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January 25, 2023

Zerobot is the next big botnet-for-hire. Enterprise IoT devices don’t stand a chance

New international agreements are desperately needed to blunt the harm, real and potential, caused by IoT malware.

By Claudia Glover

Zerobot is a self-perpetuating botnet. Its primary function is to reproduce itself, moving through vulnerable hosts to transform them into zombie devices enslaved to its will. Each recruit propagates to a neighbouring host, blindly grasping for the next module it can infect. In time, its designers hope that the botnet spreads exponentially, expanding to overcome hundreds of thousands, perhaps even millions of devices.

This process may not always run smoothly: botnets can be depleted at any time as other criminals discover the same badly secured devices, whether they be internet routers, door cameras or smart fridges, and reset them to boot off any existing malware. “Some devices exchange owners two or three times a day,” says Bogdan Botezatu, director of threat research at BitDefender. But once a botnet has grown to a sufficient size, the gang controlling it can deploy Distributed Denial-of-Service (DDoS) attacks to extort companies into restoring their online presence, or else use the infected IoT modules to prize open access to the beating heart of an organisation so others can deploy ransomware on its most critical systems.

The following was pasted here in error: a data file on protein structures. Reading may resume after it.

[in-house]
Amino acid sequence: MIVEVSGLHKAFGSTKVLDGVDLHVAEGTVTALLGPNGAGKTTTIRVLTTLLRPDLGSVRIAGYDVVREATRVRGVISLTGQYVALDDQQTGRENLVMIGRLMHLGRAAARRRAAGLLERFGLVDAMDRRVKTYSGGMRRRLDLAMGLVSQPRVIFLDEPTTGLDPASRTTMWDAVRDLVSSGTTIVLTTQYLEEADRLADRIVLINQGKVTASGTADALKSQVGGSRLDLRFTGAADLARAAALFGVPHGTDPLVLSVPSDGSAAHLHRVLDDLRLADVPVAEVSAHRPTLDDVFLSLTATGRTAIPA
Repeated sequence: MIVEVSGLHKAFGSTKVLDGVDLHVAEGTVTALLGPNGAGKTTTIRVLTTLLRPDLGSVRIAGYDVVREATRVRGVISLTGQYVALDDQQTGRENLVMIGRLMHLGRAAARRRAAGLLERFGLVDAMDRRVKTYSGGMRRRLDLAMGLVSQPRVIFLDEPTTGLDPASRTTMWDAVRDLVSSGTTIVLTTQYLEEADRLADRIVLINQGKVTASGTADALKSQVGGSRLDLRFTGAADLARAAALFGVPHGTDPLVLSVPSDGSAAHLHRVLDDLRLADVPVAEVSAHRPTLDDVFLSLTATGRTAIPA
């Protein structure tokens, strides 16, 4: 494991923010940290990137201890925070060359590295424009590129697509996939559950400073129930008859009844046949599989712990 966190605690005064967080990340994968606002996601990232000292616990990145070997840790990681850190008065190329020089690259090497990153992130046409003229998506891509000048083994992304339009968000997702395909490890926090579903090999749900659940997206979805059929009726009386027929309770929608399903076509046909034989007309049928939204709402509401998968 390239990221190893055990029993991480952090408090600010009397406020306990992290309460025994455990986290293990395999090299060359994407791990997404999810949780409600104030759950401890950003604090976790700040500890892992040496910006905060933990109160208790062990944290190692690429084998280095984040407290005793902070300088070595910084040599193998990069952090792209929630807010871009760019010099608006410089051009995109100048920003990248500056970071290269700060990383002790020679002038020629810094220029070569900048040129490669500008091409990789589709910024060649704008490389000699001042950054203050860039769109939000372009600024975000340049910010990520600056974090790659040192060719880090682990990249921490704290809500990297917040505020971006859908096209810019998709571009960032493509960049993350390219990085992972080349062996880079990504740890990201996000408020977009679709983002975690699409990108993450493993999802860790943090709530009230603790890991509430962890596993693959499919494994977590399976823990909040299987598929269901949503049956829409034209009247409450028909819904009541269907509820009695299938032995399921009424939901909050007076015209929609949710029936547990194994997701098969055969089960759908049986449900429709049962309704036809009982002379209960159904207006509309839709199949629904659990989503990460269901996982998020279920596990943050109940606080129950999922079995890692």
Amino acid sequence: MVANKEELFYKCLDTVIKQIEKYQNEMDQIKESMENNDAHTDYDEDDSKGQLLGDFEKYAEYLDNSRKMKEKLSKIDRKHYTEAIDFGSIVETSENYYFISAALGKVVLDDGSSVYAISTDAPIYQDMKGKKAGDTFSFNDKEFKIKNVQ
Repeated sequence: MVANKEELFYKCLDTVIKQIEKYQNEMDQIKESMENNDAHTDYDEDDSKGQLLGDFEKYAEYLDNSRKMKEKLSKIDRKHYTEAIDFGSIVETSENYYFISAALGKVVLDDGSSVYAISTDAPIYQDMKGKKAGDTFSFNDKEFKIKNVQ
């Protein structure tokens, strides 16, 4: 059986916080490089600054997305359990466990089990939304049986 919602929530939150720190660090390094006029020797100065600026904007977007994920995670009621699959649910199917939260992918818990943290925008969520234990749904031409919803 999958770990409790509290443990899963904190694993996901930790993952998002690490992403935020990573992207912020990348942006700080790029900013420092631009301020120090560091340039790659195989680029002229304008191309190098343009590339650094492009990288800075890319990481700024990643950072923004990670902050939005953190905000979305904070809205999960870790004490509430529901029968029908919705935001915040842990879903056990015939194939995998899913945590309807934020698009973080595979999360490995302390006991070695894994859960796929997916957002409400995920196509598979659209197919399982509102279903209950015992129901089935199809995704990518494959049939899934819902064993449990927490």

There are fleets of zombie devices written in Java and Golang wielded by cybercriminals across the globe. Worse, the malware they deploy is growing in sophistication, expanding the types of devices that ‘botmasters’ can bend to their will. Zerobot, for example, can now overcome firewall devices, routers and CCTV cameras, adding new capabilities regularly and expanding its device coverage and, therefore, its potential power. Regulations are being written that demand security is baked into IoT devices during their manufacture – but as for those that are already in the wild, it may already be too late.

Zerobot botnet and enterprise IoT
Zerobot proves dangerous for insecure enterprise IoT devices. (Photo by BeeBright/Shutterstock)

Zerobot botnet and enterprise IoT